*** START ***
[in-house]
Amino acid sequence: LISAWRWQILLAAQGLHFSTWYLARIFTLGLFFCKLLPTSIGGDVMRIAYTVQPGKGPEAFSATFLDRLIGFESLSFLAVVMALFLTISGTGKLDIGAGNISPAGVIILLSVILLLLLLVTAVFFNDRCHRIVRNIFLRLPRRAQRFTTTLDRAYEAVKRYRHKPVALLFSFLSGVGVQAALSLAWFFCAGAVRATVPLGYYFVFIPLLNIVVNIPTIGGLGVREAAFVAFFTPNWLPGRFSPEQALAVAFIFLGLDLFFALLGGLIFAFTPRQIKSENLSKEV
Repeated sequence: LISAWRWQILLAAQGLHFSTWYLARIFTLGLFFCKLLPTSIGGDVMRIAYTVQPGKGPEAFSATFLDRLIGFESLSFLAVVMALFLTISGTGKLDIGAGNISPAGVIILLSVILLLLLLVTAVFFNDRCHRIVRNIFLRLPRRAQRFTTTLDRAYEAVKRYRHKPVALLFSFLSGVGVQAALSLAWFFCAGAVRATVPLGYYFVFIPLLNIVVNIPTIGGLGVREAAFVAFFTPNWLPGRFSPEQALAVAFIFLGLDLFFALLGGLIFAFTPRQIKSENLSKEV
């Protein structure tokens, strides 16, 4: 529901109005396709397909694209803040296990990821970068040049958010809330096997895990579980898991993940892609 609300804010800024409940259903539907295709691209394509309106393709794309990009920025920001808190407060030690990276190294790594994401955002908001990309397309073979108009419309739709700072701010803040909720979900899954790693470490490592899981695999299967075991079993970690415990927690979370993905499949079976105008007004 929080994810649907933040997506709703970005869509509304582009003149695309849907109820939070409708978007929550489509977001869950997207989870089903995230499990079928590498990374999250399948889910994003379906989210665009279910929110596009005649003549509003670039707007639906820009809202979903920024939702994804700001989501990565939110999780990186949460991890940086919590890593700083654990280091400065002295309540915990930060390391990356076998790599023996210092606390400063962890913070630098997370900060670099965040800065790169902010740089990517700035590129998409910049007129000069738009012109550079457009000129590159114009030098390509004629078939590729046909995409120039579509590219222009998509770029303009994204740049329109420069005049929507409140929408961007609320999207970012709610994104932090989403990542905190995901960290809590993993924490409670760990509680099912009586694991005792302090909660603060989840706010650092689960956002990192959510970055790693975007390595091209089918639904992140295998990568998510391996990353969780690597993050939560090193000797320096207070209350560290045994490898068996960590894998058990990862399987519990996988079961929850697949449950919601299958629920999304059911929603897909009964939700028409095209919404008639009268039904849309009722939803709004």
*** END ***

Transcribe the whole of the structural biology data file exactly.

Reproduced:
[in-house]
Amino acid sequence: LISAWRWQILLAAQGLHFSTWYLARIFTLGLFFCKLLPTSIGGDVMRIAYTVQPGKGPEAFSATFLDRLIGFESLSFLAVVMALFLTISGTGKLDIGAGNISPAGVIILLSVILLLLLLVTAVFFNDRCHRIVRNIFLRLPRRAQRFTTTLDRAYEAVKRYRHKPVALLFSFLSGVGVQAALSLAWFFCAGAVRATVPLGYYFVFIPLLNIVVNIPTIGGLGVREAAFVAFFTPNWLPGRFSPEQALAVAFIFLGLDLFFALLGGLIFAFTPRQIKSENLSKEV
Repeated sequence: LISAWRWQILLAAQGLHFSTWYLARIFTLGLFFCKLLPTSIGGDVMRIAYTVQPGKGPEAFSATFLDRLIGFESLSFLAVVMALFLTISGTGKLDIGAGNISPAGVIILLSVILLLLLLVTAVFFNDRCHRIVRNIFLRLPRRAQRFTTTLDRAYEAVKRYRHKPVALLFSFLSGVGVQAALSLAWFFCAGAVRATVPLGYYFVFIPLLNIVVNIPTIGGLGVREAAFVAFFTPNWLPGRFSPEQALAVAFIFLGLDLFFALLGGLIFAFTPRQIKSENLSKEV
């Protein structure tokens, strides 16, 4: 529901109005396709397909694209803040296990990821970068040049958010809330096997895990579980898991993940892609 609300804010800024409940259903539907295709691209394509309106393709794309990009920025920001808190407060030690990276190294790594994401955002908001990309397309073979108009419309739709700072701010803040909720979900899954790693470490490592899981695999299967075991079993970690415990927690979370993905499949079976105008007004 929080994810649907933040997506709703970005869509509304582009003149695309849907109820939070409708978007929550489509977001869950997207989870089903995230499990079928590498990374999250399948889910994003379906989210665009279910929110596009005649003549509003670039707007639906820009809202979903920024939702994804700001989501990565939110999780990186949460991890940086919590890593700083654990280091400065002295309540915990930060390391990356076998790599023996210092606390400063962890913070630098997370900060670099965040800065790169902010740089990517700035590129998409910049007129000069738009012109550079457009000129590159114009030098390509004629078939590729046909995409120039579509590219222009998509770029303009994204740049329109420069005049929507409140929408961007609320999207970012709610994104932090989403990542905190995901960290809590993993924490409670760990509680099912009586694991005792302090909660603060989840706010650092689960956002990192959510970055790693975007390595091209089918639904992140295998990568998510391996990353969780690597993050939560090193000797320096207070209350560290045994490898068996960590894998058990990862399987519990996988079961929850697949449950919601299958629920999304059911929603897909009964939700028409095209919404008639009268039904849309009722939803709004």